Once you have your onions and pepper chopped, go ahead and mince up about 6 cloves of garlic. Then, throw everything into a big bowl. I have to stress the fact that it needs to be a big bowl, because not only are you putting all the veggies in here, but you’ll also be adding all of the meat and mixing it together for marinating a bit later.
Chop the steak into about half inch cubes. I typically find that round steak comes in big flat slabs that are around 1/2 inch thick anyway, so it’s easy enough to cut it into strips, and then cube it crosswise. As seen above, that is only about 1 pound of the 3 pounds total that go into the mix. It can take a little time to get through all of the chopping for this recipe, but your patience will be rewarded.
Once you add the chopped steak to the big mixing bowl full of onions and pepper, you’ll want to take the roll of sausage and break it up into pieces. At this point you’re not looking to do anything special with the sausage other than make it easy enough to work with. Don’t go and throw the whole log right on top since that will make your mixing job that much harder. Just break it up into pieces with your fingers.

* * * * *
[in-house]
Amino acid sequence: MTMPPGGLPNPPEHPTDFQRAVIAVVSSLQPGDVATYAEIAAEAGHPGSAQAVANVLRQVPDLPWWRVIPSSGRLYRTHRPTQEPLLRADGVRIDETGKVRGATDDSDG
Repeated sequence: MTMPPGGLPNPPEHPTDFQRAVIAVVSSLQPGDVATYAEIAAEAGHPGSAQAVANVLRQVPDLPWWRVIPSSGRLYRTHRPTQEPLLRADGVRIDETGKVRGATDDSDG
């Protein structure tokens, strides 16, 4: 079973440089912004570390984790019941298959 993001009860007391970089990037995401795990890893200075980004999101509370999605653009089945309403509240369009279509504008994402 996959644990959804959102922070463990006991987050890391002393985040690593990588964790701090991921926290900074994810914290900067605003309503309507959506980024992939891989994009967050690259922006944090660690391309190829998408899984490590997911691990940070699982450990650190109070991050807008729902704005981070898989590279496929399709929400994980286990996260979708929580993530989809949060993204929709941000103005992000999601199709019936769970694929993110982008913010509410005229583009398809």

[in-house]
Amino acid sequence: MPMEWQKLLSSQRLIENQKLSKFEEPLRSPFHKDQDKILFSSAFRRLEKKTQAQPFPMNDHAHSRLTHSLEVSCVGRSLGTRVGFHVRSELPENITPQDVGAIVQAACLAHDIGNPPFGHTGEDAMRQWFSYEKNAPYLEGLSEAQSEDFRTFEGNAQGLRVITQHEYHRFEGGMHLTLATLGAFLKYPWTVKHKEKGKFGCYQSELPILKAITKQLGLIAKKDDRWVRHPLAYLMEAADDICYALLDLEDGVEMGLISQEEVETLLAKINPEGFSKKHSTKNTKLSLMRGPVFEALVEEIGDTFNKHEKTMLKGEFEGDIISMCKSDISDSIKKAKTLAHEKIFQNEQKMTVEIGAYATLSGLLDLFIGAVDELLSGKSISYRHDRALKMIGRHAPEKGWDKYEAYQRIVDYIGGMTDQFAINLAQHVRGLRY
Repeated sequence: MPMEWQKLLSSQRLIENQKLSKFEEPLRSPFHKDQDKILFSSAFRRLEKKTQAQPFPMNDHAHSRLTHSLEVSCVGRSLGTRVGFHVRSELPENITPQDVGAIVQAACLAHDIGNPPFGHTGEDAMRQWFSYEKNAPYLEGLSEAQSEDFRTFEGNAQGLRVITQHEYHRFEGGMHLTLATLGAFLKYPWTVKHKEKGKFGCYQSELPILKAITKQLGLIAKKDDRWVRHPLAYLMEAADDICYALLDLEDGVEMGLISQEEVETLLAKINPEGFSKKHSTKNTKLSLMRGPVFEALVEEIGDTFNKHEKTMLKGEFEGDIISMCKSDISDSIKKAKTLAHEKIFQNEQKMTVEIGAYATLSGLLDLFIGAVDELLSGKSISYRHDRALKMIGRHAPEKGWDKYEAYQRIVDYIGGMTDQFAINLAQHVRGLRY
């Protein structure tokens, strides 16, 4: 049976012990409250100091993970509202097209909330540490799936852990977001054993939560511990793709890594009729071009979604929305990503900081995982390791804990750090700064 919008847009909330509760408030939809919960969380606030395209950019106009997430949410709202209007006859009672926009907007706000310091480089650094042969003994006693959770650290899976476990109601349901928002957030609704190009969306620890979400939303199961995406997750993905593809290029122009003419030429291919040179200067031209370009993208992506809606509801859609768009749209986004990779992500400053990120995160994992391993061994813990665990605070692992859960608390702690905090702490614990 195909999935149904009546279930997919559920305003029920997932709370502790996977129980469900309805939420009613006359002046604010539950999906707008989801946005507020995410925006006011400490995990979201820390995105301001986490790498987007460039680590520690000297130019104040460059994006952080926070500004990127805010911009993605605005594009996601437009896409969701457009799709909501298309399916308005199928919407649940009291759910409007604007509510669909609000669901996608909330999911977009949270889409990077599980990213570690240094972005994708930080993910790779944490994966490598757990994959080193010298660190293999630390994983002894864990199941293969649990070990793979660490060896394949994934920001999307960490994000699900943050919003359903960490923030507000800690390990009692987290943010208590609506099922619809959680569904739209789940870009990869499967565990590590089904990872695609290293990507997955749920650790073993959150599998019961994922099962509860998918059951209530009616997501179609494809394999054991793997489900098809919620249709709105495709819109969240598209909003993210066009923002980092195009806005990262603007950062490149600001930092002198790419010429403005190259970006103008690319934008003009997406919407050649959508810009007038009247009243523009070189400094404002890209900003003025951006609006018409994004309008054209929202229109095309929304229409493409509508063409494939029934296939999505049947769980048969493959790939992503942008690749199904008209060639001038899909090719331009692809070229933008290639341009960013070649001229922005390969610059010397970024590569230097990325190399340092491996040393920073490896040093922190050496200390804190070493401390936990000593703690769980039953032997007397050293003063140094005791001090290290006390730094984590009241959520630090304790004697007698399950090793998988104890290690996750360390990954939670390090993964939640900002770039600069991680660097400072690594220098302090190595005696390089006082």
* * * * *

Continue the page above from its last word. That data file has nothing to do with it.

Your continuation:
Now comes the fun part! To your meat, onion, and pepper mixture, it’s time to add the seasoning for the marinade. To the bowl, add a few large pinches of kosher salt. I prefer kosher salt myself, but whatever you have is fine. If you are using regular table salt you may want to use less. Then, add a teaspoon or so of black pepper. For me, that’s about 20 turns on my pepper grinder. Now it’s time for the liquid components. We’ll be using both the liquid smoke and the Worcestershire sauce. No exact measurements here, but I’d guess about 4 or 5 tablespoons of Worcestershire and maybe 2 tablespoons of liquid smoke to start. Then, dig in with your hands! You need to thoroughly mix everything together. After you get things pretty mixed, you can determine if you need to add any more liquid. You don’t want a soup, but you want it to be moist and have everything covered. You can see from the image above how mine turned out after mixing everything together.